Unremarkable Life

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Last Monday, January 18, 2021 marked what would have been my son’s 28th birthday. Numerous times he declared that he wouldn’t see 30, and he fulfilled his statement.

Last year, the first year without him, my daughter, his Godmother and I commemorated the day with a chocolate birthday cake. We lit 28 (one for good luck!) candles, topped off with a solemn rendition of “Happy Birthday.”

Initially, this year, I planned to spend the day with my daughter, who lives in the next state, especially since we both had the day off. As it turned out, she is a teacher and had to prepare for her next day’s class.

“Chop wood and carry water,” I told her after she conveyed the update. In other words, get what’s done in front of you.

There are many interpretations to the Zen saying. In those early days after losing my son, my friend Betsy, who also lost her young son a decade prior, gave me faith like no other when she offered the wisest advice. “Chores need to be done.”

Washing dishes. Scrubbing the sink. Vacuuming. During the earliest days of the horrific period, it wasn’t a monumental moment that kept me alive, it was those dull, little duties in life that made it possible for my unbearably battered heart to beat.

Taking it a step further, “Chop wood and carry water” also refers to mindfulness and living, breathing, moment-to-moment. “Pay attention,” my loyal friend Bob reminds me often. “Be present.”

Accepting the present moment as is, sans judgment or inner conflict, helps lighten the load of the griefcase I transport on a daily basis.

So, “chop wood and carry water” for me meant two days of baking turkey pot pies that started one day before my son would have been 28. I imagined him eager to tear into the flaky crust. Then I could picture him in agony, but at the same time satisfied with a “it’s-worth-it” twinkle in his eyes after he burned his mouth on the food as he always did whenever I served his freshly made meals, which was most of the time, at least before he went out on his own.

In my kitchen, as I created these little golden sensations, I threw a Pot Pie Pity Party. Me and the Pies. When I was first getting sober in the early 80s, I was wisely instructed to throw pity parties for myself–with a time limit! No more than one hour. And so, there I was, my eyes sobbing until I couldn’t visualize the pot pie assembly line in front of me. When the hour was up, it’s a lucky thing a pot pie is the ultimate comfort food. Soul food it was, slice after slice.

I should add that when I made those pies, through my tears, I was able to bear to open another can of my son’s corn.

I imagined him tossing the can into his shopping cart at Kroger in that stupid “Unbridled Spirit” State that I have come to love and hate. I know he would have not noticed the brand name, only the price. Corn, especially on the cob, was among his favorites. Happy Harvest. That was the brand name. It was sweet and crunchy and was a perfect ingredient for comfort food.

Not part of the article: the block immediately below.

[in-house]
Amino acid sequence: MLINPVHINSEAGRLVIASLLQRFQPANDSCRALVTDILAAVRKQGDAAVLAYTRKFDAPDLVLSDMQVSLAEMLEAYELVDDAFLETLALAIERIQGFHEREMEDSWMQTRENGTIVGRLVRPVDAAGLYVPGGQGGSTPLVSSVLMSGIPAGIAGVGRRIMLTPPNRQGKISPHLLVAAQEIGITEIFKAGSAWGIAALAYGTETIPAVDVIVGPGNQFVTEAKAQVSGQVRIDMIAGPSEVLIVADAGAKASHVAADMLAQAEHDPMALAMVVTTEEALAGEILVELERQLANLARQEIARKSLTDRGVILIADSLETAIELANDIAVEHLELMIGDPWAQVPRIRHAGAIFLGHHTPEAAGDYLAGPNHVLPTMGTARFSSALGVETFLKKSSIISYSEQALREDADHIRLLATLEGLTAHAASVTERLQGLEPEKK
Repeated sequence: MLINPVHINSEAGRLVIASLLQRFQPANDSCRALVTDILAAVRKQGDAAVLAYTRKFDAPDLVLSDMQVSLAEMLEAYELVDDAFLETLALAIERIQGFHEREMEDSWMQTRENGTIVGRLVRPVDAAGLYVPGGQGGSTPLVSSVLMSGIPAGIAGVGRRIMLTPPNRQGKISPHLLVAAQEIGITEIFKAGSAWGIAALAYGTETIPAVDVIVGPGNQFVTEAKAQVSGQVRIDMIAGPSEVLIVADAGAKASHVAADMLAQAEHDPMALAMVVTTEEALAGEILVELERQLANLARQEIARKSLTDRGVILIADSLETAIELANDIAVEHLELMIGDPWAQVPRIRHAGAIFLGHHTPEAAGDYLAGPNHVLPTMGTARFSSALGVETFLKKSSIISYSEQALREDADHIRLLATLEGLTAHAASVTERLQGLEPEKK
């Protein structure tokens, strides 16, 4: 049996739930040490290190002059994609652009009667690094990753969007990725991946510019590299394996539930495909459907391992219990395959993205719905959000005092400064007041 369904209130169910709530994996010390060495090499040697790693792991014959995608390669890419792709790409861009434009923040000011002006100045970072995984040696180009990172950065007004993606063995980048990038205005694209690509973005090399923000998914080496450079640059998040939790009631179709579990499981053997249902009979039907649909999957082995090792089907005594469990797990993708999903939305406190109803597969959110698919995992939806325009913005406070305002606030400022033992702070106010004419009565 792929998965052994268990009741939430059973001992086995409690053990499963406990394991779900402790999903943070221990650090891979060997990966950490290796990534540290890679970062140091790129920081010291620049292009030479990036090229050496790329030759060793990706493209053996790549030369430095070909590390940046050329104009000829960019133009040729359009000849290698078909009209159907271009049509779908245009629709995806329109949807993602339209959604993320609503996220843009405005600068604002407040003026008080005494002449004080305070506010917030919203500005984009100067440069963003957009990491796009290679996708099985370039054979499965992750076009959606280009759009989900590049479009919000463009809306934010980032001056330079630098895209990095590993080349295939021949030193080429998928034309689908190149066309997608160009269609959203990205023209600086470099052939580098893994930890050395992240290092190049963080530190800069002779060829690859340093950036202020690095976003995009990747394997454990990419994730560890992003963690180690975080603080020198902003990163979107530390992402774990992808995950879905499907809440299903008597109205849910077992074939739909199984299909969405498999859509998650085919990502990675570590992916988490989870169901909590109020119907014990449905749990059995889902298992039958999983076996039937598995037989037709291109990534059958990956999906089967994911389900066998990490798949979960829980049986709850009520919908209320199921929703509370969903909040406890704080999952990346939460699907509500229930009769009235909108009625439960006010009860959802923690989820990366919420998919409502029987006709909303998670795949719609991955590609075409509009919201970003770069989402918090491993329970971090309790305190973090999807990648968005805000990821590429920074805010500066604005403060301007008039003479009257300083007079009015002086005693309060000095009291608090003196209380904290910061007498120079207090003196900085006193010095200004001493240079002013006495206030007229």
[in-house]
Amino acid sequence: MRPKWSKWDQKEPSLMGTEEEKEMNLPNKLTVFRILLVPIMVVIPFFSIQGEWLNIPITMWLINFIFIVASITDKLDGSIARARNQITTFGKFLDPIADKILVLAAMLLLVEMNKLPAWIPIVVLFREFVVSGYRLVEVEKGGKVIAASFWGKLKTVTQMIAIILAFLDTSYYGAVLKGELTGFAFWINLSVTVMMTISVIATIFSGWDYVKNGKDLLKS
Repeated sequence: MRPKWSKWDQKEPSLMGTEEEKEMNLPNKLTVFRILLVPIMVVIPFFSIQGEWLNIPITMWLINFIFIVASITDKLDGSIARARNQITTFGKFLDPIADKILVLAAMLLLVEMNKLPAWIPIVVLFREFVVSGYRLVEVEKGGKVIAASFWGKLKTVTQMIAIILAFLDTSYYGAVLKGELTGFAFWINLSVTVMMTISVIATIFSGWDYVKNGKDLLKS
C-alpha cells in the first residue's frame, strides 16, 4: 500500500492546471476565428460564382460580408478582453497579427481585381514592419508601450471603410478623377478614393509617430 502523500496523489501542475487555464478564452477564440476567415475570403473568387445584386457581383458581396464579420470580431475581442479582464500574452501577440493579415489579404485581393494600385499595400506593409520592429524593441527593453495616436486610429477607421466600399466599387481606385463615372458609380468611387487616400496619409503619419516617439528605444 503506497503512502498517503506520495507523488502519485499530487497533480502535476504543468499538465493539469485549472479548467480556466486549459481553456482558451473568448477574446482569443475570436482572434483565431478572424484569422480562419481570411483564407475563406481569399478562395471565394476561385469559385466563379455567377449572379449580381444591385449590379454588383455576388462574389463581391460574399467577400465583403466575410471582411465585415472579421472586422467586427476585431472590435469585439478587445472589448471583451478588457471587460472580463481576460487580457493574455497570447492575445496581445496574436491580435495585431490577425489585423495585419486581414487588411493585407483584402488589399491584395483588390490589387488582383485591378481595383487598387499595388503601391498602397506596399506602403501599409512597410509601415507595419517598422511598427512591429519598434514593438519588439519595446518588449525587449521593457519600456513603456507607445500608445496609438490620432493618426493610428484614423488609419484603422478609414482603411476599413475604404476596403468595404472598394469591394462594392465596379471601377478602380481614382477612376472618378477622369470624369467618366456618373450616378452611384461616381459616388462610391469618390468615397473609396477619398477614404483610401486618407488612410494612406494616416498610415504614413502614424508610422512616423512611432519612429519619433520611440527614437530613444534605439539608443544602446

Charlie Ambler wrote a very interesting post, Chop Wood, Carry Water

He starts it by saying, “There’s an old Zen saying— “Before enlightenment, chop wood and carry water. After enlightenment, chop wood and carry water.”

Then he says, “Zen requires us to make peace with ourselves, our time, and our place on Earth. We don’t do anything remarkable after we realize that the key to life is simply to live.”

Here is what he wrote that I find mind-boggling:

“There’s no reason to strive for any sort of higher living, or to do extraordinary things just to feel extraordinary— it’s all one and the same. Once we make the distinction between higher and lower, we create boundaries that cause us endless suffering. Instead, we can follow our own bodies and the intuitive gleanings of meditative practice to reach a place where cooking rice or cleaning the toilet are no different from conquering the world or becoming rich and famous.”

A level playing ground is a part of what Charlie is talking about here. My son would have done much better living on this kind of plain. I know I sure do. I decided not to post anything on Facebook on what would have been my son’s 28th birthday. I relished in slices of homemade pot pies with sweet corn. I washed dishes. Cleaned the stove. Washed office windows. In other words, I wrapped myself in my unremarkable little life, and it felt warm like a faith blanket lined with kernels of extraordinarily sweet corn.

Faith Muscle

White Ain’t Quite Right

NOTE: Thank you to my community of bloggers for helping renew my faith with your supportive feedback after you read my heart-wrenching blog last week. You help me realize that I do not have to carry my “griefcase” alone.